Turkey Cottage Pie: is it a shepherd’s pie or pot pie?
Inspired by the bounty of root vegetables at Snarky Acres, this recipe combines the rich filling of a shepherd’s pie (sans sheep), the abundance of turkey left-overs available after the holidays, and is topped with low-glycemic white root vegetables to balance the body.
I recommend pairing this delicious casserole with a side of steamed asparagus or green beans, and a fresh salad of mixed greens. Serves 6.
1/2 tsp chilli powder or reduced sodium Old Bay spice
salt & pepper to taste
1/4 cup flour (all purpose, gluten free or chickpea)
1 cup white wine (or filtered water)
Roughly chop the root vegetables and potato. Boil in 3 cups of water until soft (15-20 minutes). Partially drain and set aside.
Note: Russet potatoes will give it a lighter-fluffier mash. Yukon Gold will give a smooth but heavy texture. Red or white skin potatoes can quickly turn gummy. For the best texture use a masher. Do not use a mixer or it will go gummy.
Finely dice the carrot, onion, garlic and celery. Sauté for 5-7 minutes, or until soft. Sprinkle flour and add wine and spices. Stir well and cook for 3-5 minutes more. Set aside in a dutch oven or oven-proof casserole dish.
Scramble fry ground turkey, drain. If using left-over roast turkey, chop finely 1-2 cups and pan fry 3-5 minutes to warm. Add the turkey to the vegetables. Note: For a vegetarian option, replace the turkey with 1-2 cups of cooked lentils and/or quinoa, combined.
Mash root vegetables with a pinch of salt. Beat until smooth. Spoon evenly over the filling. Bake 40 min at 375F. Let stand 5 min.
Serve with steamed asparagus or green beans, and a salad.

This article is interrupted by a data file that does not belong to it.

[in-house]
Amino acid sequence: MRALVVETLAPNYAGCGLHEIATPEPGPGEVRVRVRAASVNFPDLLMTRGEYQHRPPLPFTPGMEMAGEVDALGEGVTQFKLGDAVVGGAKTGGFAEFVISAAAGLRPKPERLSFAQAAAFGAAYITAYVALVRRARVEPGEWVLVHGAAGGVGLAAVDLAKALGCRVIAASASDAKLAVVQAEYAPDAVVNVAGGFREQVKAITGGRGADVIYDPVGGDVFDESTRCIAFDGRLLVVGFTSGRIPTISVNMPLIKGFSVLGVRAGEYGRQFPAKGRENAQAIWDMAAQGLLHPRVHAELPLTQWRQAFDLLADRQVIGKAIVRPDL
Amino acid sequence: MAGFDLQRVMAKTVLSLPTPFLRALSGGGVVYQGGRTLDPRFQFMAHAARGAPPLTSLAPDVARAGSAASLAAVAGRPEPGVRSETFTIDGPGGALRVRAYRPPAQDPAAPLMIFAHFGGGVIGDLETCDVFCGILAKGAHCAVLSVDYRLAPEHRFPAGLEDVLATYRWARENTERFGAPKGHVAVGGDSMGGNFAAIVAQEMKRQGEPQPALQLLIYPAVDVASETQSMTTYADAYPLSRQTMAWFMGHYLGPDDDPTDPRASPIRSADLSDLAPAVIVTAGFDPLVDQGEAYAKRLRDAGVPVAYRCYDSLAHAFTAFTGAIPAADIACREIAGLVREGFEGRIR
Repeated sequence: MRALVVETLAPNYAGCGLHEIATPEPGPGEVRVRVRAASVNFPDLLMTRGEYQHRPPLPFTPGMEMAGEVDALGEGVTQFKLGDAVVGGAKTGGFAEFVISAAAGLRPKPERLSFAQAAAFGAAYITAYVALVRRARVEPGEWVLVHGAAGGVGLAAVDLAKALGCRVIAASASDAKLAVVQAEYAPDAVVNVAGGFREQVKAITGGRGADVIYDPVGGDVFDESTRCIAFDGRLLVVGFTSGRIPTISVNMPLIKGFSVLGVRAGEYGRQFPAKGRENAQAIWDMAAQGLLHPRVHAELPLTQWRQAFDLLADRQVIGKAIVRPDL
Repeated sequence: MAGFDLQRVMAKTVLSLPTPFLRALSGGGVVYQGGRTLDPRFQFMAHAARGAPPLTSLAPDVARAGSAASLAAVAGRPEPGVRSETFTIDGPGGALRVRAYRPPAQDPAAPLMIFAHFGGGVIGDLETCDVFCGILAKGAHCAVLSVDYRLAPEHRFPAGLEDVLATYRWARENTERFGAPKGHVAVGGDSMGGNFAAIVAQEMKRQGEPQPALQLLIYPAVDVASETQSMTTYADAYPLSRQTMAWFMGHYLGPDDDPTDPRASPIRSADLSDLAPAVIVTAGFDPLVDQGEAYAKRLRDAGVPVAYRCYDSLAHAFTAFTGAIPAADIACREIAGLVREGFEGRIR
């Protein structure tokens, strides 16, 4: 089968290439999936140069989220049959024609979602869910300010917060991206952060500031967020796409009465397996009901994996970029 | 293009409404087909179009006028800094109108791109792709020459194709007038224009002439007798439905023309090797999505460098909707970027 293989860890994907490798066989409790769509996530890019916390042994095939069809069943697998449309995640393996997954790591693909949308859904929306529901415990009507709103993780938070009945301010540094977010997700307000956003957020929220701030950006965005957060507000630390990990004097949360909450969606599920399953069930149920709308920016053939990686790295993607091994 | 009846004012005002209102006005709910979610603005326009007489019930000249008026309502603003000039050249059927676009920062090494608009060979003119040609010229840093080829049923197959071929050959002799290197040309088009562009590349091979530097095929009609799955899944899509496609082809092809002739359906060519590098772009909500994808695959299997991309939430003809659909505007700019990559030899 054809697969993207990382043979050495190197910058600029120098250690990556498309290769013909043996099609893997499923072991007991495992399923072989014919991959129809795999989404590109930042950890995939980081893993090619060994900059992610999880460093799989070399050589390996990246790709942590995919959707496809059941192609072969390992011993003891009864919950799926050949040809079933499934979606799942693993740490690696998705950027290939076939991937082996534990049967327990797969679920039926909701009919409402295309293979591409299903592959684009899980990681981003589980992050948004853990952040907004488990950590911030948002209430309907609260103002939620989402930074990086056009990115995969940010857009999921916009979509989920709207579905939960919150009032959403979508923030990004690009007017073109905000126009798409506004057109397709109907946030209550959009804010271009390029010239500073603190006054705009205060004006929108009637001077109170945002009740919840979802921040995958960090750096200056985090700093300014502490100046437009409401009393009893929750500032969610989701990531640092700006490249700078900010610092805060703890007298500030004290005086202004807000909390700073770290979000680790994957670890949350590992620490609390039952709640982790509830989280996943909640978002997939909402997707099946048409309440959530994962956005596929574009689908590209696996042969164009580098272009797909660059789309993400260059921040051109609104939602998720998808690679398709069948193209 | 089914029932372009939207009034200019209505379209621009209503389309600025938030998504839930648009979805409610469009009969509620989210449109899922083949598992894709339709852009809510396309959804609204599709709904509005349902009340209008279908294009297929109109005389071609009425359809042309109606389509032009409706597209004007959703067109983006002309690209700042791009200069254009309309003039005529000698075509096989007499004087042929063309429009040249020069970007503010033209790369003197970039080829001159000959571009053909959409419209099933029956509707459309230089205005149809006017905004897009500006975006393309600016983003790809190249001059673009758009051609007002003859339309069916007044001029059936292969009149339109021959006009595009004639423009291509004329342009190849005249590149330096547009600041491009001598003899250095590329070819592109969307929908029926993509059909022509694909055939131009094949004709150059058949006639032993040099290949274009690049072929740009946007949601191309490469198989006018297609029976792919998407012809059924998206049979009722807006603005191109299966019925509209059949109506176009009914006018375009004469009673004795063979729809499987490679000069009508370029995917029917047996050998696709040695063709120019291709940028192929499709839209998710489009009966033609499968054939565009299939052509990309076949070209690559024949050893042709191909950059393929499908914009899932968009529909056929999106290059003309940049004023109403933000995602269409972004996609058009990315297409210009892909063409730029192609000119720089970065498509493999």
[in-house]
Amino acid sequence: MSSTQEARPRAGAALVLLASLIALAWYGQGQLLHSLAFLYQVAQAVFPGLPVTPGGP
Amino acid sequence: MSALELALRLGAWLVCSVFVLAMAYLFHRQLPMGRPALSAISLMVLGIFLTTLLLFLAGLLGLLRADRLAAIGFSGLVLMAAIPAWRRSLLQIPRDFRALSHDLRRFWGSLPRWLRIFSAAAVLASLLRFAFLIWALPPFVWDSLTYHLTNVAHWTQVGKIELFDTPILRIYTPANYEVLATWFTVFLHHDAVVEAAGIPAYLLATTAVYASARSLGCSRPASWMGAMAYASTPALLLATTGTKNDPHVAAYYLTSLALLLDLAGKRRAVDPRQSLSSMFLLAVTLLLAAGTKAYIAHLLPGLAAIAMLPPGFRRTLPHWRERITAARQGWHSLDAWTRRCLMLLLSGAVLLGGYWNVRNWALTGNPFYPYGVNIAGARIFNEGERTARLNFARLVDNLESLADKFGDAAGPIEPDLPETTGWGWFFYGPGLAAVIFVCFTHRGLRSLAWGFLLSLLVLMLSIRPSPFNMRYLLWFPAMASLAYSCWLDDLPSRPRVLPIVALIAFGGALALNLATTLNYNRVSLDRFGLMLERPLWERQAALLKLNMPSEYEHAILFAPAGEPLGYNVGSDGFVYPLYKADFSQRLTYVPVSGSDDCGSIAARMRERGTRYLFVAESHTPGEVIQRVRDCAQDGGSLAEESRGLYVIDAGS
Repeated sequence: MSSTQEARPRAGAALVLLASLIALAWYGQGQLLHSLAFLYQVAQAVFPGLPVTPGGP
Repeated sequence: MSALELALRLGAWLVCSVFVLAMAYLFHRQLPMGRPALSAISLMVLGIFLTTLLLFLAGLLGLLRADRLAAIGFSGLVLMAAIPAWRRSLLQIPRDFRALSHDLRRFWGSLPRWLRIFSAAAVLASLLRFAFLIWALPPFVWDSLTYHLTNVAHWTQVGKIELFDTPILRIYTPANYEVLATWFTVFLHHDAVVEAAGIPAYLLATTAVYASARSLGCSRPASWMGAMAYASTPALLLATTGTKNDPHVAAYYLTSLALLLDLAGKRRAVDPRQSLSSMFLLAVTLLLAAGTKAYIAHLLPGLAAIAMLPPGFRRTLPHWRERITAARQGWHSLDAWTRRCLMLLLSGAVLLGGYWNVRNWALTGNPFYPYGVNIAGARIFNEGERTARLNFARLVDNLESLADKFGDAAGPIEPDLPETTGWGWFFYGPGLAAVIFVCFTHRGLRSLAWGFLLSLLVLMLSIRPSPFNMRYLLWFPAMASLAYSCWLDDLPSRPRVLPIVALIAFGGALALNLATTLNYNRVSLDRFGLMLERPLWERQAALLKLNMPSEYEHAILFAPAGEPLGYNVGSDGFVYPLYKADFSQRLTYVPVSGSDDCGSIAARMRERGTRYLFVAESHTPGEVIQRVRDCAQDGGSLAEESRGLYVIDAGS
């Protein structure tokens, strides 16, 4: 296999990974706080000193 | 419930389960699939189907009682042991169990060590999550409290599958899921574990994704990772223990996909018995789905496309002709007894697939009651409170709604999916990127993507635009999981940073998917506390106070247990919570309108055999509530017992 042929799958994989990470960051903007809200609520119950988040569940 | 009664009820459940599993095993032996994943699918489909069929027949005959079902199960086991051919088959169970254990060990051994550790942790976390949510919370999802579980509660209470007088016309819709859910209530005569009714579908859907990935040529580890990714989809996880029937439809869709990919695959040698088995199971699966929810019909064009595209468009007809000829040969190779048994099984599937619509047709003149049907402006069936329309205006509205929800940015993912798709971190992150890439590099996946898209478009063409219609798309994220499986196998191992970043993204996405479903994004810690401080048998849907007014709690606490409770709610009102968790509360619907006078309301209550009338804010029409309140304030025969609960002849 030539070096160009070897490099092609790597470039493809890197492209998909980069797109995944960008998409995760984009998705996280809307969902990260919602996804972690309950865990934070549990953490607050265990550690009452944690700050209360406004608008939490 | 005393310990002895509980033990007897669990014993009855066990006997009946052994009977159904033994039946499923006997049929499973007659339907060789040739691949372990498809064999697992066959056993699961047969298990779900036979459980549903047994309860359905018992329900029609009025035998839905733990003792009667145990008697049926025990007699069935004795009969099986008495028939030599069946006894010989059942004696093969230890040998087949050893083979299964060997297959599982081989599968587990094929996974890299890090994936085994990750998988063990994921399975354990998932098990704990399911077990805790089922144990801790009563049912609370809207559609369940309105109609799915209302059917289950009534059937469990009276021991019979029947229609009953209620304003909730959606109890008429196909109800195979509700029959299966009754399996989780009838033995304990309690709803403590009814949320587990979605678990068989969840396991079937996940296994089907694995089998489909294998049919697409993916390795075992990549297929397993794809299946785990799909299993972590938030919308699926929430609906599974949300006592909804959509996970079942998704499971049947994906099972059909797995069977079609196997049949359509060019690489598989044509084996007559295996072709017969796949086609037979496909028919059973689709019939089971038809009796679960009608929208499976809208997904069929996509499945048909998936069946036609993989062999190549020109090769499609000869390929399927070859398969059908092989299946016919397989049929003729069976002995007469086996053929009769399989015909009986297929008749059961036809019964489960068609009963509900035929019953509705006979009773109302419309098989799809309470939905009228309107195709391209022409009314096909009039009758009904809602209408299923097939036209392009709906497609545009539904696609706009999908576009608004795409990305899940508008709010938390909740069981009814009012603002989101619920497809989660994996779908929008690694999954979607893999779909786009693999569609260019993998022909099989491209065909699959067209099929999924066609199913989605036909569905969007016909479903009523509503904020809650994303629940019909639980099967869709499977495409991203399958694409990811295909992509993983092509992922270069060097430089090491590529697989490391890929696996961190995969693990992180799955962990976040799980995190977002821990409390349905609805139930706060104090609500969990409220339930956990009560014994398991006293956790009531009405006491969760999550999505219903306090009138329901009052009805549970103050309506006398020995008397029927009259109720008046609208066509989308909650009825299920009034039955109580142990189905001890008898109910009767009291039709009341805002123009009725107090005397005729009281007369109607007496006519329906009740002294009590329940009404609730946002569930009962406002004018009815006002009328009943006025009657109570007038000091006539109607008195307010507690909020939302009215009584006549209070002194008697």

What’s your favourite way to use up left-over turkey?
In health and friendship,
Brooke loves to cook, hence the nickname. She is passionate about eating for pleasure and nutrition. Her recipes are health-conscious, though she does enjoy a satisfyingly-rich dessert. If you like what you read, please leave a comment below and subscribe for new recipes at weekbyweek.ca.
The Snarky Gardener has several hugelkultur beds at Snarky Acres. Here’s his Mother Earth News article on them.
Hugelkultur beds are built using buried wood and other organic material. These ingredients break down over time, providing your plants with nutrients and moisture. Breaking down over the next 5 to 10 years, the wood will eventually transform into rich beautiful soil. I recently wrote about my hugelkultur beds at Snarky Acres for Mother Earth News, including what veggies I planted on them and how they are working out for me so far.
The Snarky Gardener was interviewed on the Urban Farm podcast. Listen to him talk about Snarky Acres and his projects.
I had the privilege of being interviewed on the Urban Farm podcast. We discussed my beginnings as a gardener, why I grow food, my favorite book, and my current project (writing my first book “The Snarky Gardener’s Veggie Growing Guide for Ohio and Beyond”). So it was pretty much all about me, someone I know a great deal about. I didn’t mention the Snarky Girlfriend and haven’t heard the end of it by far. There will be other podcasts in my future, so maybe I’ll remember to talk about her then.
It took me a week, but I finally got up the nerve to listen to my own interview. I obviously was there for the recording, but wasn’t sure how my voice would sound. You can tell I was a little nervous at the beginning but really came on strong by the end. It’s easy to talk about something I’m so passionate about. As you can tell by this blog, growing food is very important to me.
What I really like about urbanfarm.org is that they consider anyone who grows food and gives or sells it to others is a farmer. This definition probably expands the number of farmers in the world tenfold. We can all contribute to the local food supply even with a “simple” garden. Those overwhelming zucchinis people complain about every summer? Perfect for donating to those who don’t have enough food. Then you too will be a farmer.